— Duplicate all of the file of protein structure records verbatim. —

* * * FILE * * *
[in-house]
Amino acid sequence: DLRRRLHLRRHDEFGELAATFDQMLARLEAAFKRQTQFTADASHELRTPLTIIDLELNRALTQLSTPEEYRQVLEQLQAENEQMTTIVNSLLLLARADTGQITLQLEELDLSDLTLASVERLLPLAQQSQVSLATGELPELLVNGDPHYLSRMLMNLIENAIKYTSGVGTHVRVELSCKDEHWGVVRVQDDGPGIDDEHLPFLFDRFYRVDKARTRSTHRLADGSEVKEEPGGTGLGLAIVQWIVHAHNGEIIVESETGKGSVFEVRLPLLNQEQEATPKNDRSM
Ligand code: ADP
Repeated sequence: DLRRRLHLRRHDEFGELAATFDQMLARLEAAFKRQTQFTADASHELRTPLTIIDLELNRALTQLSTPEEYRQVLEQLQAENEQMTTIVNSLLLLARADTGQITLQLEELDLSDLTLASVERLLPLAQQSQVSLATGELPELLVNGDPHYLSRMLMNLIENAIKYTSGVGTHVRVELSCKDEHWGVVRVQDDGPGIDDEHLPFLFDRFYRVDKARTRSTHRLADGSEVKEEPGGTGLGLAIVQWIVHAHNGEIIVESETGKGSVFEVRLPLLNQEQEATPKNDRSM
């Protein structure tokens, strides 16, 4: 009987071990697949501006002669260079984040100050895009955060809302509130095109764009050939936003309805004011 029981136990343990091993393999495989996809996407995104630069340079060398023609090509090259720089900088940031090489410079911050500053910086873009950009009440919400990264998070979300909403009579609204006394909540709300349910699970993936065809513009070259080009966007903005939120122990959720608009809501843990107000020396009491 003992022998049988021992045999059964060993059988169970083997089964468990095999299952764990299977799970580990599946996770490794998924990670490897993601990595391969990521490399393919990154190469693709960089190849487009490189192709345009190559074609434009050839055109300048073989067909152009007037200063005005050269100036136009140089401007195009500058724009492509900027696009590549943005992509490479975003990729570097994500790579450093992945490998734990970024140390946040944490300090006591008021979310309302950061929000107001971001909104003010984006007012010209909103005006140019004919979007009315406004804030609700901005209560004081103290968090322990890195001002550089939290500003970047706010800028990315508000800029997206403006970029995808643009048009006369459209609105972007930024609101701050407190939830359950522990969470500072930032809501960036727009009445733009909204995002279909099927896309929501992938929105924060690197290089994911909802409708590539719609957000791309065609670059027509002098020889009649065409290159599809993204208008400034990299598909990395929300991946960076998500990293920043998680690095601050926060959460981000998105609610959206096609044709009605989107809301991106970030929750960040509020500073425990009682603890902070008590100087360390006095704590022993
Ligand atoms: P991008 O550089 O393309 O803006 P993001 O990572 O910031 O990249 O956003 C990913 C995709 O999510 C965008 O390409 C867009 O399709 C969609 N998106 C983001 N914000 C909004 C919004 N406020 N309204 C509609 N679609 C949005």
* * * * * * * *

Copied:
[in-house]
Amino acid sequence: DLRRRLHLRRHDEFGELAATFDQMLARLEAAFKRQTQFTADASHELRTPLTIIDLELNRALTQLSTPEEYRQVLEQLQAENEQMTTIVNSLLLLARADTGQITLQLEELDLSDLTLASVERLLPLAQQSQVSLATGELPELLVNGDPHYLSRMLMNLIENAIKYTSGVGTHVRVELSCKDEHWGVVRVQDDGPGIDDEHLPFLFDRFYRVDKARTRSTHRLADGSEVKEEPGGTGLGLAIVQWIVHAHNGEIIVESETGKGSVFEVRLPLLNQEQEATPKNDRSM
Ligand code: ADP
Repeated sequence: DLRRRLHLRRHDEFGELAATFDQMLARLEAAFKRQTQFTADASHELRTPLTIIDLELNRALTQLSTPEEYRQVLEQLQAENEQMTTIVNSLLLLARADTGQITLQLEELDLSDLTLASVERLLPLAQQSQVSLATGELPELLVNGDPHYLSRMLMNLIENAIKYTSGVGTHVRVELSCKDEHWGVVRVQDDGPGIDDEHLPFLFDRFYRVDKARTRSTHRLADGSEVKEEPGGTGLGLAIVQWIVHAHNGEIIVESETGKGSVFEVRLPLLNQEQEATPKNDRSM
């Protein structure tokens, strides 16, 4: 009987071990697949501006002669260079984040100050895009955060809302509130095109764009050939936003309805004011 029981136990343990091993393999495989996809996407995104630069340079060398023609090509090259720089900088940031090489410079911050500053910086873009950009009440919400990264998070979300909403009579609204006394909540709300349910699970993936065809513009070259080009966007903005939120122990959720608009809501843990107000020396009491 003992022998049988021992045999059964060993059988169970083997089964468990095999299952764990299977799970580990599946996770490794998924990670490897993601990595391969990521490399393919990154190469693709960089190849487009490189192709345009190559074609434009050839055109300048073989067909152009007037200063005005050269100036136009140089401007195009500058724009492509900027696009590549943005992509490479975003990729570097994500790579450093992945490998734990970024140390946040944490300090006591008021979310309302950061929000107001971001909104003010984006007012010209909103005006140019004919979007009315406004804030609700901005209560004081103290968090322990890195001002550089939290500003970047706010800028990315508000800029997206403006970029995808643009048009006369459209609105972007930024609101701050407190939830359950522990969470500072930032809501960036727009009445733009909204995002279909099927896309929501992938929105924060690197290089994911909802409708590539719609957000791309065609670059027509002098020889009649065409290159599809993204208008400034990299598909990395929300991946960076998500990293920043998680690095601050926060959460981000998105609610959206096609044709009605989107809301991106970030929750960040509020500073425990009682603890902070008590100087360390006095704590022993
Ligand atoms: P991008 O550089 O393309 O803006 P993001 O990572 O910031 O990249 O956003 C990913 C995709 O999510 C965008 O390409 C867009 O399709 C969609 N998106 C983001 N914000 C909004 C919004 N406020 N309204 C509609 N679609 C949005």